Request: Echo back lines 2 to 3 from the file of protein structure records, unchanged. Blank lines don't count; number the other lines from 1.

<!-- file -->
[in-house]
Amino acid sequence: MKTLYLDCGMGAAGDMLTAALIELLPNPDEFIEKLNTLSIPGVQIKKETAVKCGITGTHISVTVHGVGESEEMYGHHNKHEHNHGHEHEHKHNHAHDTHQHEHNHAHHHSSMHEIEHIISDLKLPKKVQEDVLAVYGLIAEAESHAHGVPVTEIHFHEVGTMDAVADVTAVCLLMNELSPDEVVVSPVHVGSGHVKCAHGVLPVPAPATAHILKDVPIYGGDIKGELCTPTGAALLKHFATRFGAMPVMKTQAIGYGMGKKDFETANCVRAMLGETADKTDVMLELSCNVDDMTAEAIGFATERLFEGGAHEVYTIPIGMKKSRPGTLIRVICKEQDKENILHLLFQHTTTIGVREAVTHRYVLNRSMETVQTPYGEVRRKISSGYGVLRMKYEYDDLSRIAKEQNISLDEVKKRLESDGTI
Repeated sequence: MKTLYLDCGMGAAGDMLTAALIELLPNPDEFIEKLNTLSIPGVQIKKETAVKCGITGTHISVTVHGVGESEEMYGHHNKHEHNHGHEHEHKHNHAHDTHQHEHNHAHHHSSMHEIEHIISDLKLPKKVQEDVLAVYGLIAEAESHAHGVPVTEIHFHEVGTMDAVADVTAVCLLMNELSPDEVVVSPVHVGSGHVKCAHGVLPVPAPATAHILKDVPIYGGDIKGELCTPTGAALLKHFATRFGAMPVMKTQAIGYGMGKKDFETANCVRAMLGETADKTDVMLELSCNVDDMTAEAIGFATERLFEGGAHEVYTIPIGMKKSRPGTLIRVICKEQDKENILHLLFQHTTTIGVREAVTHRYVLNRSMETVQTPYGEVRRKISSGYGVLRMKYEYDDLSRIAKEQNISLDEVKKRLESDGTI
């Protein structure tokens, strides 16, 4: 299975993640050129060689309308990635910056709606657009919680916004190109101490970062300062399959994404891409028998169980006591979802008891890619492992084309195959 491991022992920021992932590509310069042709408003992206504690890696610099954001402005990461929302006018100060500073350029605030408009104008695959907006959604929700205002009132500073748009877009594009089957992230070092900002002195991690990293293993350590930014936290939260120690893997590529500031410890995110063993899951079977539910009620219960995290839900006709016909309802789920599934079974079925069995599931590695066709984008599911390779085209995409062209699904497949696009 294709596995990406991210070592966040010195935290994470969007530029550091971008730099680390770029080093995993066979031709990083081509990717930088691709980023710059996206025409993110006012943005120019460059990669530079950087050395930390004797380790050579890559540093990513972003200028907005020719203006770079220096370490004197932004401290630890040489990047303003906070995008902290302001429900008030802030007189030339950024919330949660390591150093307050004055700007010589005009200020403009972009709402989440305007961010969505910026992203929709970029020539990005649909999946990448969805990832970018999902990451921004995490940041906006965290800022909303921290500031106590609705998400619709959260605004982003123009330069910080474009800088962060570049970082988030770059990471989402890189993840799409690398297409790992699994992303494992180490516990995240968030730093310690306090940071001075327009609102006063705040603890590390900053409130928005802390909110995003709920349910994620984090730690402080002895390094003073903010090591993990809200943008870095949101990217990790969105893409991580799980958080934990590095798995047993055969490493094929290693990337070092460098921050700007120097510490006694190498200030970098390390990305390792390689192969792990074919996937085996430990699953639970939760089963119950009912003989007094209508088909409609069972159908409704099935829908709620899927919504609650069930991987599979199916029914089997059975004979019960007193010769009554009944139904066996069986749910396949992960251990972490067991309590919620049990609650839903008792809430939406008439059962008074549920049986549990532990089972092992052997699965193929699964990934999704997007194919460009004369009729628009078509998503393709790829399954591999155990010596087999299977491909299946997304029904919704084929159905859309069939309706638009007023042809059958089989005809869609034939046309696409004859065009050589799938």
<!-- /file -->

Amino acid sequence: MKTLYLDCGMGAAGDMLTAALIELLPNPDEFIEKLNTLSIPGVQIKKETAVKCGITGTHISVTVHGVGESEEMYGHHNKHEHNHGHEHEHKHNHAHDTHQHEHNHAHHHSSMHEIEHIISDLKLPKKVQEDVLAVYGLIAEAESHAHGVPVTEIHFHEVGTMDAVADVTAVCLLMNELSPDEVVVSPVHVGSGHVKCAHGVLPVPAPATAHILKDVPIYGGDIKGELCTPTGAALLKHFATRFGAMPVMKTQAIGYGMGKKDFETANCVRAMLGETADKTDVMLELSCNVDDMTAEAIGFATERLFEGGAHEVYTIPIGMKKSRPGTLIRVICKEQDKENILHLLFQHTTTIGVREAVTHRYVLNRSMETVQTPYGEVRRKISSGYGVLRMKYEYDDLSRIAKEQNISLDEVKKRLESDGTI
Repeated sequence: MKTLYLDCGMGAAGDMLTAALIELLPNPDEFIEKLNTLSIPGVQIKKETAVKCGITGTHISVTVHGVGESEEMYGHHNKHEHNHGHEHEHKHNHAHDTHQHEHNHAHHHSSMHEIEHIISDLKLPKKVQEDVLAVYGLIAEAESHAHGVPVTEIHFHEVGTMDAVADVTAVCLLMNELSPDEVVVSPVHVGSGHVKCAHGVLPVPAPATAHILKDVPIYGGDIKGELCTPTGAALLKHFATRFGAMPVMKTQAIGYGMGKKDFETANCVRAMLGETADKTDVMLELSCNVDDMTAEAIGFATERLFEGGAHEVYTIPIGMKKSRPGTLIRVICKEQDKENILHLLFQHTTTIGVREAVTHRYVLNRSMETVQTPYGEVRRKISSGYGVLRMKYEYDDLSRIAKEQNISLDEVKKRLESDGTI